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MONDAY, Aug. 31, 2020 (HealthDay News) -- The new coronavirus can be present in children's noses and throats for weeks without causing any symptoms, according to a new study that suggests how the virus can spread silently.
Researchers found that among 91 pre-symptomatic and symptomatic South Korean children diagnosed with COVID-19 between Feb. 18 and March 31, 22% never had any obvious symptoms and another 20% didn't have symptoms initially but developed them later, CNN reported.
The study was published Monday in the journal JAMA Pediatrics.
"In this case series study, inapparent infections in children may have been associated with silent COVID-19 transmission in the community," the researchers wrote.
"Interestingly, this study aligns with adult data in which up to 40% of adults may remain asymptomatic in the face of infection," Dr. Roberta DeBiasi and Dr. Meghan Delaney, both of Children's National Hospital in Washington, D.C., wrote in an accompanying editorial.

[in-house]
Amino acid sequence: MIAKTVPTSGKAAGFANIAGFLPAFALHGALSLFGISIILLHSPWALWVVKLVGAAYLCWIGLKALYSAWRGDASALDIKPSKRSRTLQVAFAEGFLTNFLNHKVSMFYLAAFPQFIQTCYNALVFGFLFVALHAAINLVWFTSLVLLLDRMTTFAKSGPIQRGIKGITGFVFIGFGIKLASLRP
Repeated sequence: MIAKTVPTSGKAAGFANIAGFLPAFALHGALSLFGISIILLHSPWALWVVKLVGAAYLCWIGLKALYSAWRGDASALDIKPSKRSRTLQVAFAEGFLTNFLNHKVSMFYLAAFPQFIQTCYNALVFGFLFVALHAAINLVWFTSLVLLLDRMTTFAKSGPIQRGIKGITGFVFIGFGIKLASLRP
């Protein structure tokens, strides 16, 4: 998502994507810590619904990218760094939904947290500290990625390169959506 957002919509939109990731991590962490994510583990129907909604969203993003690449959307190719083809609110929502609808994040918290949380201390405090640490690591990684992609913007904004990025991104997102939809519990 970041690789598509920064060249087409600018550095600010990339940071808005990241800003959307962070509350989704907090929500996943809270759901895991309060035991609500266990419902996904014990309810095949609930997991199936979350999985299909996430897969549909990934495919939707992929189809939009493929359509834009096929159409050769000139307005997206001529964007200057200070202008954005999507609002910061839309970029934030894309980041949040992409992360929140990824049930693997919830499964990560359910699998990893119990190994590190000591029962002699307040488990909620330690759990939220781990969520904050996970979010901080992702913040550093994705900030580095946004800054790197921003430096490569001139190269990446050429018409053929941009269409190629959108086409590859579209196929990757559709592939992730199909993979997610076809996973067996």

"In this study, the authors estimate that 85 infected children (93%) would have been missed using a testing strategy focused on testing of symptomatic patients alone," DeBiasi and Delaney wrote, CNN reported.
The study was released shortly after the U.S. Centers for Disease Control and Prevention issued new guidelines saying that some people without COVID-19 symptoms may not need to be tested for the new coronavirus, a policy change that's been criticized by many medical experts and groups, including the American Academy of Pediatrics.
"We know that children often show few or no symptoms of COVID-19. We also know they are not immune to this virus, and they can become very sick. Testing exposed individuals who may not yet show symptoms of COVID-19 is crucial to contact tracing, which helps identify and support other people who are at risk of infection," AAP President Dr. Sally Goza said in a statement, CNN reported.
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